It was an uncommon feeling, one that Kolzig certainly would love to experience far more often.
Kolzig finished with 34 saves, but his job became vastly easier after the Capitals scored five goals in the opening 15 minutes to take a 5-1 lead.
"We took advantage of our chances in the first period and created some breathing room," Kolzig said. "As a goalie, that's what you like to see, because if you make a mistake it's still a three-goal lead."
The Capitals, who hadn't scored more than five goals in any of their first four games, received points from eight different players. The last time Washington scored five goals in a period was on Feb. 12, 2003, in a 5-1 win at Atlanta.
"It was a great first period. We had our legs and executed well," Capitals coach Glen Hanlon said. "When it got to 5-1, I was hoping it was going to get to 6-1, to be honest with you."
It's hard to fault Hanlon for being greedy, but no further offense was needed from Washington after the opening 20 minutes.
Florida goaltender Alex Auld was removed at 12:36 after yielding four goals on 12 shots. But Panthers coach Jacques Martin cited the players in front of Auld for those unsightly numbers.
"We didn't play a bad period, but when we made turnovers they seemed to capitalize," Martin said. "I don't put any blame on the goalie. I think the goalies have been making some saves to hide the fact that we were making too many turnovers."
Stumpel and Nathan Horton scored power-play goals for the Panthers, who were 7-0-1 against the Capitals last season.
"We knew they were going to come out and work hard. We learned that last year," Florida center Chris Gratton said. "They just dominated the first period. A couple of turnovers, and they buried their chances."
Washington's first two shots produced the game's first goal with 1:28 elapsed. After Zednik charged down the right side and took a shot that trickled behind Auld into the crease, Semin tapped in the rebound for his team-high sixth goal.
Stumpel tied it less than five minutes later, scoring his first goal of the season on Florida's initial power-play opportunity.
Washington then scored four goals in just over seven minutes. Chris Clark started the onslaught at 7:08, and Heward made it 3-1 by scoring on a straight-on slap shot from about 5 feet inside the blue line.
Auld's night ended 39 seconds later, when Kris Beech scored off a pass from Semin.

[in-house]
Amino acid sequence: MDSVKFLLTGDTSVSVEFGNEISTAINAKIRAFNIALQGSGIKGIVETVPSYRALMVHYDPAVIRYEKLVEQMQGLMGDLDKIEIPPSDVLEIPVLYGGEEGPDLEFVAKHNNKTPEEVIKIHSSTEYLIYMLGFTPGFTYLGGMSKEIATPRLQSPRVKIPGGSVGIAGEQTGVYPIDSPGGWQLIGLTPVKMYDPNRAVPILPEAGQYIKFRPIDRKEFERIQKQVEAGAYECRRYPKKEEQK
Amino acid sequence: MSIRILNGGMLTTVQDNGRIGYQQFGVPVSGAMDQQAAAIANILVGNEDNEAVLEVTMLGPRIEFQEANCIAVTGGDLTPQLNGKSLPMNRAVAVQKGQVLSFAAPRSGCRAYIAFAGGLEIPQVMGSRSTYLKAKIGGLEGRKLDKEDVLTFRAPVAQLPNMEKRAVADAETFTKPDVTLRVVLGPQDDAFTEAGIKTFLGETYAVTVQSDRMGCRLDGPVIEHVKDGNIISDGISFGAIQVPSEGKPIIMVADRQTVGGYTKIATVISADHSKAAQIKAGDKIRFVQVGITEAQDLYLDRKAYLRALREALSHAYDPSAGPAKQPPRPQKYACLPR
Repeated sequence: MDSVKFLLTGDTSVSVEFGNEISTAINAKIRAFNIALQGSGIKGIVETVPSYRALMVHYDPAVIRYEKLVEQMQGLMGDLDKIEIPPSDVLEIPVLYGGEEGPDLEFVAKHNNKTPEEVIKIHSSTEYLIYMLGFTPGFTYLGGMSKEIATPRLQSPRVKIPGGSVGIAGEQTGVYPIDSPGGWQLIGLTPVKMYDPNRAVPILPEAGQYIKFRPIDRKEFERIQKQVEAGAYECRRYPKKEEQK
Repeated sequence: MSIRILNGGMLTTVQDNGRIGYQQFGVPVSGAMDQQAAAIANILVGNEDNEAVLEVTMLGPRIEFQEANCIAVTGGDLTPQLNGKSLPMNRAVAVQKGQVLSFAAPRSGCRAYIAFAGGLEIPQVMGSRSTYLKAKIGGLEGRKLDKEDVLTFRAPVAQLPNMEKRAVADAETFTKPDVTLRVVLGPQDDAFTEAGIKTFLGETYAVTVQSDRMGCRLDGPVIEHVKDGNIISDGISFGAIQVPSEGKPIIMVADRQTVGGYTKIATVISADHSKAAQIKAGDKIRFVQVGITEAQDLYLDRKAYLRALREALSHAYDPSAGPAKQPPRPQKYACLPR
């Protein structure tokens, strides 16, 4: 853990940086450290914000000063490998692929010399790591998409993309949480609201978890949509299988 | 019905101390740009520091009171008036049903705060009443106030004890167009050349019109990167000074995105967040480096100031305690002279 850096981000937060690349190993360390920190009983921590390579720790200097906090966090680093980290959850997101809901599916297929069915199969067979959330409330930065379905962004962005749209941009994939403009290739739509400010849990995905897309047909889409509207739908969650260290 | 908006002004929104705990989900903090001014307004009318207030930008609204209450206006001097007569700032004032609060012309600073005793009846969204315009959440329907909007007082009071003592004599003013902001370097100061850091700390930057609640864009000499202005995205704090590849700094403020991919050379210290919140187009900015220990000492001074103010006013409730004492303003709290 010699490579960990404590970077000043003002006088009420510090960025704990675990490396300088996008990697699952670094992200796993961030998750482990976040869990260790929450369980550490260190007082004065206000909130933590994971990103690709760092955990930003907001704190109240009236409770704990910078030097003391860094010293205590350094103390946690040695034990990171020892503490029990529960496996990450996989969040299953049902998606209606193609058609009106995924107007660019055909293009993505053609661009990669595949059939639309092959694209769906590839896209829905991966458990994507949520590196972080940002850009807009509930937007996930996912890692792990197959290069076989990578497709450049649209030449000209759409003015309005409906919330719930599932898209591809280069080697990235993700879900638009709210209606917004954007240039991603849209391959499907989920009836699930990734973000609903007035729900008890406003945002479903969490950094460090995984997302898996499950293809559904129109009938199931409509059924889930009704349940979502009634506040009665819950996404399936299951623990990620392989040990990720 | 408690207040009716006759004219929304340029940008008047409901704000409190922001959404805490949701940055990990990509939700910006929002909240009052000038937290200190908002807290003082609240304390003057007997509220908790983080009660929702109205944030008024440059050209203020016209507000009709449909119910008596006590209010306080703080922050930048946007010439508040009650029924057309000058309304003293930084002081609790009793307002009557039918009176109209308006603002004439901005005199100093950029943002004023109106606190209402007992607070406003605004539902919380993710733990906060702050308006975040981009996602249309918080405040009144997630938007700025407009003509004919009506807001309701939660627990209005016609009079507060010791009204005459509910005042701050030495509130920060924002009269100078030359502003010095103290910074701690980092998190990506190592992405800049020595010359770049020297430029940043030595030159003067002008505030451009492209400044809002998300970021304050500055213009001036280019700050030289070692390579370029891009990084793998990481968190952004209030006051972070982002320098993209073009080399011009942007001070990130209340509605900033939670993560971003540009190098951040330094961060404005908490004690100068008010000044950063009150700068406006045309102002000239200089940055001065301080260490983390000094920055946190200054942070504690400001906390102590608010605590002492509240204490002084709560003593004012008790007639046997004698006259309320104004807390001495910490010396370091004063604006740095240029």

"The first period, right through the lineup, everybody -- including myself -- just wasn't good enough," Auld said.
Backup goalie Ed Belfour fared no better at the outset, yielding a goal to Bradley within two minutes of his entering the game.
Although the Capitals rarely have the opportunity to protect a four-goal cushion, they did so masterfully in the second period, killing a 5-on-3 power play and keeping Florida scoreless despite being outshot 13-4.
"They came at us pretty hard in the second period. They had their chances to make it close," Kolzig said.
Horton scored with 11:48 left off a pass from Stumpel.
|The puck is supposed to go in, not Rostislav Olesz as he slides into the goalie's territory. (Getty Images)|
|Washington (2-1-2) «||5||0||0||5|
Save Pct.: .944
|01:28||Alexander Semin (6), Tip-In - Assist: Richard Zednik|
|05:58||Power Play - Jozef Stumpel, Backhand Shot - Assists: Stephen Weiss, Mike Van Ryn|
|07:08||Chris Clark (2), Slap Shot - Assists: Brian Sutherby, Steve Eminger|
|11:57||Jamie Heward (2), Slap Shot - Unassisted.|
|12:36||Kris Beech, Wrist Shot - Assists: Alexander Semin, Richard Zednik|
|14:18||Matt Bradley, Wrist Shot - Unassisted.|
|08:12||Power Play - Nathan Horton (3), Wrist Shot - Assists: Jozef Stumpel, Mike Van Ryn|
|03:04||Mezei: Tripping - 2 min.|
|05:41||Sutherby: Cross Check - 2 min.|
|17:02||Kwiatkowski: Interference - 2 min.|
|03:02||Gelinas: Diving - 2 min.|
|04:53||Green: Tripping - 2 min.|
|05:22||Pothier: Tripping - 2 min.|
|06:39||Eminger: Holding - 2 min.|
|12:31||Olesz: Holding - 2 min.|
|15:00||Salei: Holding - 2 min.|
|SHOTS ON GOAL|
|Attendance - 10125|
|Game Time - 60:00|
|Referees - Stephane Auger, Mike Leggo|
|Line Judges - Brad Kovachik, Mark Pare|